Thursday, April 5, 2012

Digital Media Interaction with MS's Kinect

Photo of "The Treachery of Sanctuary" on digital media interaction with MS's Kinect
Above is a photo of Chris Milk's installation at The Creators Project show in San Francisco titled "The Treachery of Sanctuary," held a few weekends ago. You can read more about the synopsis here:
http://gizmodo.com/5894649/this-art-transforms-you-into-a-bird+like-creature/gallery/1

It uses light projection to create a silhouette which is then read by a Kinect sensor from Microsoft's XBox 360 gaming platform (Kinect now commonly available as an open source developer tool, read about it here.) and allows the viewer/performer to participate with digital imagery of varying bird scenes. This bares uncanny resemblance to my following sketch, dating back 2 years ago in a post where I posit (digital) Interaction Design as a physical and spatial field, imagining a projection / silhouette / projection combination allowing users to interact with the digital imagery in a literal, physical manner.


That post is found here: http://blog.richardrano.com/2011/01/taking-back-territory-uxid-are-spatial.html

Ironically, I didn't pursue this installation upon the advent of the Kinect, having originally conceived the use of a simple webcam. Thus I am delighted that very technology was used in the development in this interactive, silhouette-morphing piece for The Creators Project SF visit. Those squiggles in the sketch are imagined as birds flying onto the human figure and transforming the image into (other), able to be 'shaken off' by the participant. Very similar to the second panel of Milk's installation where birds, albeit a tad violently, pick apart their user's figure. As a collaboratively funded project by VICE and Intel, there was no shortage of programming knowledge resource, for sure.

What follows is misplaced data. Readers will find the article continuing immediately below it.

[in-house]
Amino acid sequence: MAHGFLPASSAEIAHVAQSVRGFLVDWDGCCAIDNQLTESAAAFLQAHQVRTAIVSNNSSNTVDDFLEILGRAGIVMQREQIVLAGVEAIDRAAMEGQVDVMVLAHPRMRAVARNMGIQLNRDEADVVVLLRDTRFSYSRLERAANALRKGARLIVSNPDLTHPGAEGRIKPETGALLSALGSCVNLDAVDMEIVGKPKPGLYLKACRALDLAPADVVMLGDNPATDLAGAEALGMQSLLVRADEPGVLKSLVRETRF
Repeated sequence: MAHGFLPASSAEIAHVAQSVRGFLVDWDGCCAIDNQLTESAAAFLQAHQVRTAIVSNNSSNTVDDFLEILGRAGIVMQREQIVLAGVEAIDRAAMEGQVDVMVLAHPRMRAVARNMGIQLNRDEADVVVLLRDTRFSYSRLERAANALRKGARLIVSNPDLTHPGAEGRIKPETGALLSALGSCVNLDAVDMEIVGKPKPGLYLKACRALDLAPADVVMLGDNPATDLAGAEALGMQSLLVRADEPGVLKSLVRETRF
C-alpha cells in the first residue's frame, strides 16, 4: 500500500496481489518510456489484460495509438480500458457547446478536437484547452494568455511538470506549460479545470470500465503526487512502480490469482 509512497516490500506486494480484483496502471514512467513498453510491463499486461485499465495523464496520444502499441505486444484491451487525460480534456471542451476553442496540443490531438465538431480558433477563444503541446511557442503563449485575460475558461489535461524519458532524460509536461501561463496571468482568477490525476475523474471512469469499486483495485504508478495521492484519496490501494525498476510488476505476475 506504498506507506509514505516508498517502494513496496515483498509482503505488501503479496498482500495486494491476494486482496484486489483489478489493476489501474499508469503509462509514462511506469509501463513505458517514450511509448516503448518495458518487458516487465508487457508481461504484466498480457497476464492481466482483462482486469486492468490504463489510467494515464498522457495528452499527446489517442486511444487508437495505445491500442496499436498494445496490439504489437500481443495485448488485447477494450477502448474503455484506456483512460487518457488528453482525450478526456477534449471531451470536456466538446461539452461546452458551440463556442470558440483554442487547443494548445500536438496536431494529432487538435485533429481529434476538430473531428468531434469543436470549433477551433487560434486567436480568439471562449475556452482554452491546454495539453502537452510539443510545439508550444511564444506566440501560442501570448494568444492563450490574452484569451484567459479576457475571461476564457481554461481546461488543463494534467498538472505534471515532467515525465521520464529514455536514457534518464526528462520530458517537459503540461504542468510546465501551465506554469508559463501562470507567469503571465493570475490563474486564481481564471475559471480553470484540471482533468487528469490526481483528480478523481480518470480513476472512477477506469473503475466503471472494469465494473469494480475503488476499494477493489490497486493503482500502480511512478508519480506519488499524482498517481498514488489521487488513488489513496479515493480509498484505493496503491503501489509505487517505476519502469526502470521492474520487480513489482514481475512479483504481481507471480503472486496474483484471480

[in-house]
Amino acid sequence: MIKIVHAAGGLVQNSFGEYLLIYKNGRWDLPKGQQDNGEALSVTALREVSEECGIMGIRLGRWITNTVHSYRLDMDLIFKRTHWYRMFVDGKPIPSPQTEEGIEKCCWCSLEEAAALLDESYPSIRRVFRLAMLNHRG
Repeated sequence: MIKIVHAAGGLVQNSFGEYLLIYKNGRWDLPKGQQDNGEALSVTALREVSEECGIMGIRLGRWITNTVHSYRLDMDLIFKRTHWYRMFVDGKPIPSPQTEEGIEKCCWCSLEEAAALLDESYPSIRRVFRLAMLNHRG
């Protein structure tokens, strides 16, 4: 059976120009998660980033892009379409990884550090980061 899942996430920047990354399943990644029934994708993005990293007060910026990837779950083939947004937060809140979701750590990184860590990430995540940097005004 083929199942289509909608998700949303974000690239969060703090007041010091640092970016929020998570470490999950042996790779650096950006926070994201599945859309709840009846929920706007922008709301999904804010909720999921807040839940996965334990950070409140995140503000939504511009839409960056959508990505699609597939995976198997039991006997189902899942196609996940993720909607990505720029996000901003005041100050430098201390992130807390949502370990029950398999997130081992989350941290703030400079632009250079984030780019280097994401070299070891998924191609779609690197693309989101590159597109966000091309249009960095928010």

But this is not the end-all to the Interaction Design-into-physicality experiment. Continuing on with the human obsession to occupy our virtual environment as a Tron Grid-like space (definition), we can envision launching from past virtual reality environments, bending our 2-D projection screen into a tunnel, thus expanding into three dimensionality, and introducing the actual human as a participatory character in the image itself, not just their silhouette.

University of Michigan's MIDEN used in visualizing digital 3d environments

To do our due diligence, it is worth understanding the current state of CAVE technology, an immersive room    where a stereoscopic 3d jiter is projected making 'the walls disappear' and a digital spatial environment come alive to a single user with a game pad for navigating and glasses for seeing. Not what I'm proposing at  all, as this environment expresses the extreme interiority fascination, either a hyper-Banham-like complex or complete the opposite. Alas, understanding is the key to differentiating, so learn more about CAVE technology, and Michigan's MIDEN here: http://um3d.dc.umich.edu/resources/hardware/res_hardware_miden.html

What I propose is not an abstraction, much like I see Milk's installment as not a representation of a space that doesn't exist. Instead these objects, with people and digital projection, are the thing itself, interacting in a sort of unscripted performance art. The characters are one or many humans, one or many projected images, and one or many projected silhouettes of the human characters, all interacting, all existing, and all being realized at once, in real time. What comes next is some representation of this cyber/real life - mimetic device. Stay tuned for that! This will be a multi-part series.


1 comment: